Rome was not built in a day. Neither can Romanization be completed overnight. Politically, Taiwan has gone through difficult processes of decolonization and democratization. But Romanization of location names in Taiwan will be as easy as "ABC."
In essence, Tongyong Pinyin for Romanization is different from Hanyu Pinyin only in three consonants.
A major advantage of Tongyong is to use "ci" and "si" instead of the two puzzling consonants "q" and "x" in Hanyu.
For foreigners and Taiwanese with or without Hanyu background, it will be much easier to read. For example, it's Banciao and Sindian in Tongyong instead of Banqiao and Xindian in Hanyu. The other different consonant is "jh" in Tongyong instead of "zh" in Hanyu, for example Jhanghua v. Zhanghua.
Another advantage of Tongyong is its versatility for different languages in Taiwan or even major languages in the world. For example, in Hoeloe (a Tongyong spelling of "Hoklo," also known as Taiwanese -Ed) language ("oe" is the German umlaut of "o"), Banciao, Sindian and Jhanghua will be pronounced as Banggioe, Sindiam and Jionghua.
Another Hoeloe example is "oea" for oyster and "oa" for taro. In contrast, Hanyu does not have "oe" or "iam" among others.
There are no reasons for Mayor Ma Ying-jeou to reject Tongyong and adopt Hanyu in Taipei unless he really wants Taiwan to become a country with two systems. I hope he will not become a horse troubling the whole herd. Using his excellent English, he can learn the three different Tonyong consonants in three minutes.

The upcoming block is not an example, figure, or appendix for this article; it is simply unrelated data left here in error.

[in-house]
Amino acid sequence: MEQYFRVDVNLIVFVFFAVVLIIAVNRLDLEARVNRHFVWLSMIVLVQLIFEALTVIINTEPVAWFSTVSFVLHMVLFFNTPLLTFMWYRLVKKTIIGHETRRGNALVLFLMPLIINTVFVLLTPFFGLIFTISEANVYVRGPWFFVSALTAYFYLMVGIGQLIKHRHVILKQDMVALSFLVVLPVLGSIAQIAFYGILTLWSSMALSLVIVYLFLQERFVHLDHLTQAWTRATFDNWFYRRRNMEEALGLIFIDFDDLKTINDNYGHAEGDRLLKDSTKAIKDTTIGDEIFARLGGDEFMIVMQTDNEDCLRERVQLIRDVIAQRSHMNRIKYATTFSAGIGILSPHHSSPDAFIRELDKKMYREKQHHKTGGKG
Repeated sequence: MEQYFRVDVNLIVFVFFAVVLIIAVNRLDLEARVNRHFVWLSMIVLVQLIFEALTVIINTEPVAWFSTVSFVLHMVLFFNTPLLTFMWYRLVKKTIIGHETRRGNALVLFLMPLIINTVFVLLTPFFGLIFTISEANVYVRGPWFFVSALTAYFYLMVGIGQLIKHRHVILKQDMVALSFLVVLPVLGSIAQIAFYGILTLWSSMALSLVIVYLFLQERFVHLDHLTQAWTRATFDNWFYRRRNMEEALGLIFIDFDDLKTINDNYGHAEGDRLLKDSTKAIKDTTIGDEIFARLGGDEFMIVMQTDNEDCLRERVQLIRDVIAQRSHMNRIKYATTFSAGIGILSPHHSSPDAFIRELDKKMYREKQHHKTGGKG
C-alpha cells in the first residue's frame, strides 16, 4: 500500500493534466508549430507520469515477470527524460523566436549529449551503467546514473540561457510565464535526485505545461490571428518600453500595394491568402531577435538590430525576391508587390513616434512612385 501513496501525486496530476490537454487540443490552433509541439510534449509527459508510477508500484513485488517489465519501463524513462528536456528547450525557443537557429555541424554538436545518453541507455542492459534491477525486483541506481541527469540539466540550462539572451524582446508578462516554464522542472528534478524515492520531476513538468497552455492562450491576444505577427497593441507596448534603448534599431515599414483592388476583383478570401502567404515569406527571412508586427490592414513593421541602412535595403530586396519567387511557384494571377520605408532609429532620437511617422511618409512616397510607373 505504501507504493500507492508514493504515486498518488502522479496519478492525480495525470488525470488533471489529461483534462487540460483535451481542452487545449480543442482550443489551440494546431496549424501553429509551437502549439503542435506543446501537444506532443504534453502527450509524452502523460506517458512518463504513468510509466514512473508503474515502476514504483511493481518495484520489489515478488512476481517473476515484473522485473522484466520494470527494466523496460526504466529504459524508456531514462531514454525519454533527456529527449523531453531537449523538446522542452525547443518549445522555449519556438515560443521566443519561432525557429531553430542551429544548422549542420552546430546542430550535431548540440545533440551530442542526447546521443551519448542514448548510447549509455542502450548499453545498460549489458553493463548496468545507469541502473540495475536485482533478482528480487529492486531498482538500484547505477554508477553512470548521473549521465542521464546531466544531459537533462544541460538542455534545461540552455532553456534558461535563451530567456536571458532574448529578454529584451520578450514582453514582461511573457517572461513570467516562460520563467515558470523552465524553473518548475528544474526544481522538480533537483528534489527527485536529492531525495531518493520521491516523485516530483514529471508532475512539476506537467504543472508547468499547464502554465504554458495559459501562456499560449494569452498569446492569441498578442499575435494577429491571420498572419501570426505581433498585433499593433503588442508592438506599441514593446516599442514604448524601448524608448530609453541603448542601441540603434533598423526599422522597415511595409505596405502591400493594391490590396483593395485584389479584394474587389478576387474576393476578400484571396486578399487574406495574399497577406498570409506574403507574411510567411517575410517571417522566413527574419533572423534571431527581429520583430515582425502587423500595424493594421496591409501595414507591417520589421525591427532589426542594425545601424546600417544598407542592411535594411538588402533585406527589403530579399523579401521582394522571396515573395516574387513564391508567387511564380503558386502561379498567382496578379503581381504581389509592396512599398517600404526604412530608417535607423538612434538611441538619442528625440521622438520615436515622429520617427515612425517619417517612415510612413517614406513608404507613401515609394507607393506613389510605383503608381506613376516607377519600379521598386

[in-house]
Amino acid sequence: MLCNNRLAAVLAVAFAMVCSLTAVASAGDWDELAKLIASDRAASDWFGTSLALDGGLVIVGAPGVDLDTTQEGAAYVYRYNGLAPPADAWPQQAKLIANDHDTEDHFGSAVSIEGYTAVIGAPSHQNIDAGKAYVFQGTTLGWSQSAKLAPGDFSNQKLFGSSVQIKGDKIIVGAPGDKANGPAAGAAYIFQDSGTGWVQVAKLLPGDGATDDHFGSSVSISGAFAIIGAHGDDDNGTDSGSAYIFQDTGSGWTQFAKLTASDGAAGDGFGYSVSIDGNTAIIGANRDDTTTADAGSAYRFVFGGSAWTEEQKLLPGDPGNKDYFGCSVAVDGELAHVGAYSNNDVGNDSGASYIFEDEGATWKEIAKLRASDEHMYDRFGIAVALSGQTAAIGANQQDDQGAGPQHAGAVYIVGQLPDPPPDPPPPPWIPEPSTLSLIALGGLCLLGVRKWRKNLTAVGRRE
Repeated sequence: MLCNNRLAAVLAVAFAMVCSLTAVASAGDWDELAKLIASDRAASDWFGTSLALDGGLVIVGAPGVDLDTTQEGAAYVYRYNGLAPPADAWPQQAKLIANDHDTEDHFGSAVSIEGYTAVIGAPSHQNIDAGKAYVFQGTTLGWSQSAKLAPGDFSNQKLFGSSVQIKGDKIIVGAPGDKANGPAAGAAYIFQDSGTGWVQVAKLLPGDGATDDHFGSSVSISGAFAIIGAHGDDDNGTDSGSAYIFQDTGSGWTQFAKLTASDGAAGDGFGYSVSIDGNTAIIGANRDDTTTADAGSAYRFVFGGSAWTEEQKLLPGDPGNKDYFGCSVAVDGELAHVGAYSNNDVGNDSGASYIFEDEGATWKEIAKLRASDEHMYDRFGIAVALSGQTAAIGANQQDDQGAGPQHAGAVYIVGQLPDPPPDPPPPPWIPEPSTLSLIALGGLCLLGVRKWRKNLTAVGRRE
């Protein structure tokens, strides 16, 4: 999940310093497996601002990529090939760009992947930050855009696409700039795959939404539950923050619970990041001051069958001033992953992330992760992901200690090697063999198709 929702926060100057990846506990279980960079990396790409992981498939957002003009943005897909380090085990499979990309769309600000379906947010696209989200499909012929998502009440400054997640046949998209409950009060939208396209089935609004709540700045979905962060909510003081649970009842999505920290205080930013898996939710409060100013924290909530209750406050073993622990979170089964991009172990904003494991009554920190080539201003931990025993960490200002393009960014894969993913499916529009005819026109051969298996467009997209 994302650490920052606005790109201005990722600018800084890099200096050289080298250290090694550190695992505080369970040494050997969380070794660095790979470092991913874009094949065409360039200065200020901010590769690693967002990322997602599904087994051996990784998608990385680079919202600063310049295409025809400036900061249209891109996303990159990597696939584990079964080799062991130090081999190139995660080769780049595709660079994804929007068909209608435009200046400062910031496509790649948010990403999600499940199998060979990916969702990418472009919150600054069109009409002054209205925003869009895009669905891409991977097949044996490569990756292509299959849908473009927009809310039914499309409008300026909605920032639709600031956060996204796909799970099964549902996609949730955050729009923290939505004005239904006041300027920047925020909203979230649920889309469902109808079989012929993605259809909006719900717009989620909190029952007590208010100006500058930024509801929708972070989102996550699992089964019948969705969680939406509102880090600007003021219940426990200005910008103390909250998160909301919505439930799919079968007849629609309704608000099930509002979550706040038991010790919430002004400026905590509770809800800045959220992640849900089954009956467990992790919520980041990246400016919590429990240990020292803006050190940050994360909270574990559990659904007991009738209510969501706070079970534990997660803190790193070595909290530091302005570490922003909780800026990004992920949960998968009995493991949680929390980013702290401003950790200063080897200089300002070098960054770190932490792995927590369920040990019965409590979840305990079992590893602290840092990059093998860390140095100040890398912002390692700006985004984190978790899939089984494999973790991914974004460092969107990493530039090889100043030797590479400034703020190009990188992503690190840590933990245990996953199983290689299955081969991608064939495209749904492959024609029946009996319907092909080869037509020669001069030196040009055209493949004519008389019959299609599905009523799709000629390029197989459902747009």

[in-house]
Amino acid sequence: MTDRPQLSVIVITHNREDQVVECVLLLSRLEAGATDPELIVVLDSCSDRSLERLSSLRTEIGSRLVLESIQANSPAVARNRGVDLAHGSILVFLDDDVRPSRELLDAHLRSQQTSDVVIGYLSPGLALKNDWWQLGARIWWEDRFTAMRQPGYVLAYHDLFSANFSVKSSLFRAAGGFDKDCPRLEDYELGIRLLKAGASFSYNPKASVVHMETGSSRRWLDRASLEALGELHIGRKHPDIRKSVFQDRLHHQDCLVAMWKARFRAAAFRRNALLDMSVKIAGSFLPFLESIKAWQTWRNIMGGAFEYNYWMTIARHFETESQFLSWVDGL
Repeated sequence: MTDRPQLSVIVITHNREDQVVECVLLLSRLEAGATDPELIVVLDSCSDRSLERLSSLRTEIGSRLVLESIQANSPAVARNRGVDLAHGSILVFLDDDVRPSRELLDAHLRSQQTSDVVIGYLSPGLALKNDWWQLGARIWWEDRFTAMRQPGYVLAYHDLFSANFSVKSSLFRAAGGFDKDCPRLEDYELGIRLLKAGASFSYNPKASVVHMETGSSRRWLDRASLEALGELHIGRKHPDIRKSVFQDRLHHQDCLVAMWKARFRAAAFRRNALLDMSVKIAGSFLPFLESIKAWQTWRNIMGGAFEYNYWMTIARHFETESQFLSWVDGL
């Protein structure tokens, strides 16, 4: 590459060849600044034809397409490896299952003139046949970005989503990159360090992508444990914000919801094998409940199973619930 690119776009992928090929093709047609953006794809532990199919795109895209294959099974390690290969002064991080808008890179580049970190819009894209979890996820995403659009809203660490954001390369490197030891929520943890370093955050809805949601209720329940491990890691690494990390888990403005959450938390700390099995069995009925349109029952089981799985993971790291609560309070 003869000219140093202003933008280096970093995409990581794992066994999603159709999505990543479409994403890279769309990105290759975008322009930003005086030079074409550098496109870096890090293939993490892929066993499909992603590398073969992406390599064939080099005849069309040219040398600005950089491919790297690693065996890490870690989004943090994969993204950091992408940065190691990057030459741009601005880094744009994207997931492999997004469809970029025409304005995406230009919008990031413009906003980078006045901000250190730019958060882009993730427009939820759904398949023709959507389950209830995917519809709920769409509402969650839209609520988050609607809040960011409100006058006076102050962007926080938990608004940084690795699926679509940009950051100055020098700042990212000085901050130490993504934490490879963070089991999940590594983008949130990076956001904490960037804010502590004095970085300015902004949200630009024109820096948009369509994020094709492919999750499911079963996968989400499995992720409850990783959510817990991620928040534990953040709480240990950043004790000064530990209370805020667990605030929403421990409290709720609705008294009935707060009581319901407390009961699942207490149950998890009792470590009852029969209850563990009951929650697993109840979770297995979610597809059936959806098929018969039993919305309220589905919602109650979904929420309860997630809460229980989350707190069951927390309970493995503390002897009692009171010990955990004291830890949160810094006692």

His Mandarin is also perfect, but is different from Mandarin spoken in China. In the same manner, Tongyong is easy and versatile although it is slightly different from Hanyu.
I would not be surprised if, someday, China wanted to adopt Tongyong for its convenience and general applicability.
As the leading English newspaper in Taiwan, the Taipei Times should play a role in promoting the Tongyong system. It is advisable to compile a Tongyong Romanization dictionary for common Chinese words and phonetic syllables in Mandarin, Hoeloe, Hakka and Aboriginal languages by your editors with manpower and financial support from the government. Romanized names of counties, cities, towns and villages in Taiwan should be included.
In addition, the Taipei Times should help the government edit important official English documents.